Might and Magic VI
Since Might and Magic V, it would take five years before New World Computing released another RPG in the Might and Magic series. The wait was worth it. In 1998, we got Might and Magic VI: The Mandate of Heaven.
I should warn all readers that this game is my all time favorite game, this article might show that bias. I will still try to be objective, at least some of the time. Also, I play the game with an unofficial patch that makes it run much better on modern systems, as well as fix some old issues that were never fixed before. The patch is available on Grayface's page (opens in a new tab).
This is the first 3D role playing game in the Might and Magic series. It is not fully 3D as all NPC's, rocks and trees are actually 2D sprites. Since the engine handles a 3D world, you are no longer limited to 90 degree turns (North, East, West, South), and can move in any direction. The gameplay is obviously quite drastically changed from the previous entries. So we will have a little look at the key elements.
This game is real-time instead of turn-based, so you can't take your time to plan everything. Enemies will relentlessly attack you as soon as you are within range. There are two main groups of enemies, ranged and close combat. Close combat enemies will move towards you constantly, until they are close enough to attack. Some close combat enemies have the ability to cast ranged spells, so they can damage you with spells while they are closing the gap. Ranged enemies will circle around you, while continuously firing at you. Enemies will always follow this behavior, until you damage them to a certain point. Then they will usually disengage and try to flee. This simple behavior is easy to take advantage of, and while inside dungeons you can easily abuse this to your advantage. I never felt bad for taking advantage of the poor AI since you are usually overwhelmed by very large groups of enemies. Sometimes you will enter a room in a dungeon and be surrounded by at least twenty enemies, all attacking at the same time.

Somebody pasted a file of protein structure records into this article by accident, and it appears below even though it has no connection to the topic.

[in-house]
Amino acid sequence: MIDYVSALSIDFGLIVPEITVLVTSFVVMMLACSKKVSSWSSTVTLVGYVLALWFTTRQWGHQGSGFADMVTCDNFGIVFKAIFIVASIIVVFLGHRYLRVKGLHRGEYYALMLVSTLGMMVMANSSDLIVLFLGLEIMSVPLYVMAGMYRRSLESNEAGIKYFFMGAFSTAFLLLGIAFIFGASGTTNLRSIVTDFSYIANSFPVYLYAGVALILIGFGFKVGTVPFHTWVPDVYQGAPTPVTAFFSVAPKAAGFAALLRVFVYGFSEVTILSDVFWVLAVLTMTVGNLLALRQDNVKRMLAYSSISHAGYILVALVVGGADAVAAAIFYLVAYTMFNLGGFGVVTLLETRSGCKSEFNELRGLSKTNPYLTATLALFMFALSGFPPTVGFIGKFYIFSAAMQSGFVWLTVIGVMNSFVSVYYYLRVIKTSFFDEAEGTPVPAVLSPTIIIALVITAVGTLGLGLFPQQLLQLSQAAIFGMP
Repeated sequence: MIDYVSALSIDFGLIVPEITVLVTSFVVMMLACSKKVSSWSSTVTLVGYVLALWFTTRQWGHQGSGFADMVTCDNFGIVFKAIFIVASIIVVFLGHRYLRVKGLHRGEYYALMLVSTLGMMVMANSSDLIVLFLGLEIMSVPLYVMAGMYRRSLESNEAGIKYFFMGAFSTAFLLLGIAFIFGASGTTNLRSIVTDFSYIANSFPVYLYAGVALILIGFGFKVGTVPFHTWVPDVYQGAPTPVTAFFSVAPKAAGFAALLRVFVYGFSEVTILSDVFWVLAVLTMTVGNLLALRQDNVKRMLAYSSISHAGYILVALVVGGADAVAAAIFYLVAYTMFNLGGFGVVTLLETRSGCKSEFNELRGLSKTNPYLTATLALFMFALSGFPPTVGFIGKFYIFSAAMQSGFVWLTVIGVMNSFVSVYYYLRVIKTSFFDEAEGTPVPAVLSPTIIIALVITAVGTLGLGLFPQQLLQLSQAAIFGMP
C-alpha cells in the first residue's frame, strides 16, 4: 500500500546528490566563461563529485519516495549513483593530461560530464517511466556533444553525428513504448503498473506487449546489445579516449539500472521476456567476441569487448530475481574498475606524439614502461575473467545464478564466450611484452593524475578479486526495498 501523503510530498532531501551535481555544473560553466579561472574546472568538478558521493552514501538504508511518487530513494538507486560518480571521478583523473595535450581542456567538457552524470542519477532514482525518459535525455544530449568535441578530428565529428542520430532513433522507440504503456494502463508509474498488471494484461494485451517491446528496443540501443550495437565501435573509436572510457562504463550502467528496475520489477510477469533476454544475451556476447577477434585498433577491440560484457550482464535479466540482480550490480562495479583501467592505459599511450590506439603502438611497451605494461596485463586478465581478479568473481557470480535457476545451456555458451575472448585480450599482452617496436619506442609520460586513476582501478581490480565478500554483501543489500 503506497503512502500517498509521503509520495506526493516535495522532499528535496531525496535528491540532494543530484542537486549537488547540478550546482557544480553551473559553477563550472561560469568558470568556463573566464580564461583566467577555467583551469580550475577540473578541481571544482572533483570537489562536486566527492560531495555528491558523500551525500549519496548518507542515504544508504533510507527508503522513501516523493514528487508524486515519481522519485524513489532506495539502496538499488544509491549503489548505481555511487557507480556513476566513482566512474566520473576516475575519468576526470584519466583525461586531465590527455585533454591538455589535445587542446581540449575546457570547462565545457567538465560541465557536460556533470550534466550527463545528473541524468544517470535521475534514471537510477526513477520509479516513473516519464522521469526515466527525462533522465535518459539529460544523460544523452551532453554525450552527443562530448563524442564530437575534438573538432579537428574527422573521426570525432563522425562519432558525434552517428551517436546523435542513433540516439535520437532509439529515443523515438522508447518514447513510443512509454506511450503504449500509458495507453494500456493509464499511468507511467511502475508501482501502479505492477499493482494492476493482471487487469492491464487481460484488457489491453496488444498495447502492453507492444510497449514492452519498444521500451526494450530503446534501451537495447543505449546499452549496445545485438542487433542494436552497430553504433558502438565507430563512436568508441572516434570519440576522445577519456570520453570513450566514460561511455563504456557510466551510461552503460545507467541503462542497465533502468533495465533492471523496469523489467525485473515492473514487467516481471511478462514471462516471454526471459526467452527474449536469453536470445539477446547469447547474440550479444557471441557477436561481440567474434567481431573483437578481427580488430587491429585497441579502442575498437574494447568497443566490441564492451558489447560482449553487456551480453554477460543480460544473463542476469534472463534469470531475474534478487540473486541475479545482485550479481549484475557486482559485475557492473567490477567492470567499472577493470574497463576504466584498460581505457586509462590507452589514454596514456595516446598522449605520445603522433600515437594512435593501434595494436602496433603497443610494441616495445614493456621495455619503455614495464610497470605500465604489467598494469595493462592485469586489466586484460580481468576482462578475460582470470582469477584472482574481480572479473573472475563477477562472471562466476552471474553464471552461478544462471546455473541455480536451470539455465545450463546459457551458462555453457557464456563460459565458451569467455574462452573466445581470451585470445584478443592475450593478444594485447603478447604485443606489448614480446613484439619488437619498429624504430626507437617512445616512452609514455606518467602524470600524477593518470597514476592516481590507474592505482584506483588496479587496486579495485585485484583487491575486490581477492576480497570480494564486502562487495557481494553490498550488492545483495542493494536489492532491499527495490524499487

In some situations, you might want to slow down combat. For that purpose, there is a turn-based mode available. When you enable turn-based mode, the game almost plays like the older games in the series, with one important exception. You can't mode in turn-based, so you lose the ability to maneuver and avoid enemies. It is still a very useful feature, because in real-time your ranged attacks might miss since the enemy keeps moving. In turn-based mode your enemies will stand still while you shoot at them. Enemies do not lose the ability to move, and they will advance towards you when it is their turn. Even ranged enemies will move closer to you, before they start circling.
You control a party of four adventurers. Unlike the previous games where you could swap out party members at an inn, you must create your whole party when you start the game, and you are stuck with them. That makes it important to put some thought into how you want your party. Elves, dwarves and other races are not available for this game, all your characters are human. There are six classes available. The Knight, which can learn to use all weapons and armor, but no magic. Cleric, which can learn all the schools of Self magic, as well as Light and Dark magic. Then there is the Sorcerer, which can learn all elemental magic, as well as Light and Dark. The Paladin is somewhere between Knight and Cleric, being able to learn all weapons and armor, as well as self magic. The Archer on the other hand is like a combination of Knight and Sorcerer. A bit limited in armor selection, but can learn all elemental magic. Then there is the Druid, who can learn all schools of magic, except for Light and Dark. Through the game, you will encounter people who can promote your characters. Each class gets two promotions, which will improve their hit points and spell points. The improvement is quite significant at higher levels, so these promotion quests are important. They will also change the name of your class. To give one example, the Sorcerer is promoted to Wizard, who is then promoted to Arch Mage.